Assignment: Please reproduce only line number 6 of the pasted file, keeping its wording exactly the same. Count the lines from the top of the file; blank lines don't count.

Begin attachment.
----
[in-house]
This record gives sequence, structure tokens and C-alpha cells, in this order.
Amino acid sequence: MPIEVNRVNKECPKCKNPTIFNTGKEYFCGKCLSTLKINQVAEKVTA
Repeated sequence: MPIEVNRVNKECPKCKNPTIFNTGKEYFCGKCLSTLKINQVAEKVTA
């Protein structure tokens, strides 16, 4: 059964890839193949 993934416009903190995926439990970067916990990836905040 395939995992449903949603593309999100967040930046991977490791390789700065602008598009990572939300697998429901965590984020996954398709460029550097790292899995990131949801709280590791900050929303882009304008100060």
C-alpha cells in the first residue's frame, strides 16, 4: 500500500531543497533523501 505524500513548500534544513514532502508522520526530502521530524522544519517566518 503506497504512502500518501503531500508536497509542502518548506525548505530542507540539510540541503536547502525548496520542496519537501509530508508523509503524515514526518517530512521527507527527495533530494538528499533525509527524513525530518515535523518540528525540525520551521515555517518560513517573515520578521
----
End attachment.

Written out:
C-alpha cells in the first residue's frame, strides 16, 4: 500500500531543497533523501 505524500513548500534544513514532502508522520526530502521530524522544519517566518 503506497504512502500518501503531500508536497509542502518548506525548505530542507540539510540541503536547502525548496520542496519537501509530508508523509503524515514526518517530512521527507527527495533530494538528499533525509527524513525530518515535523518540528525540525520551521515555517518560513517573515520578521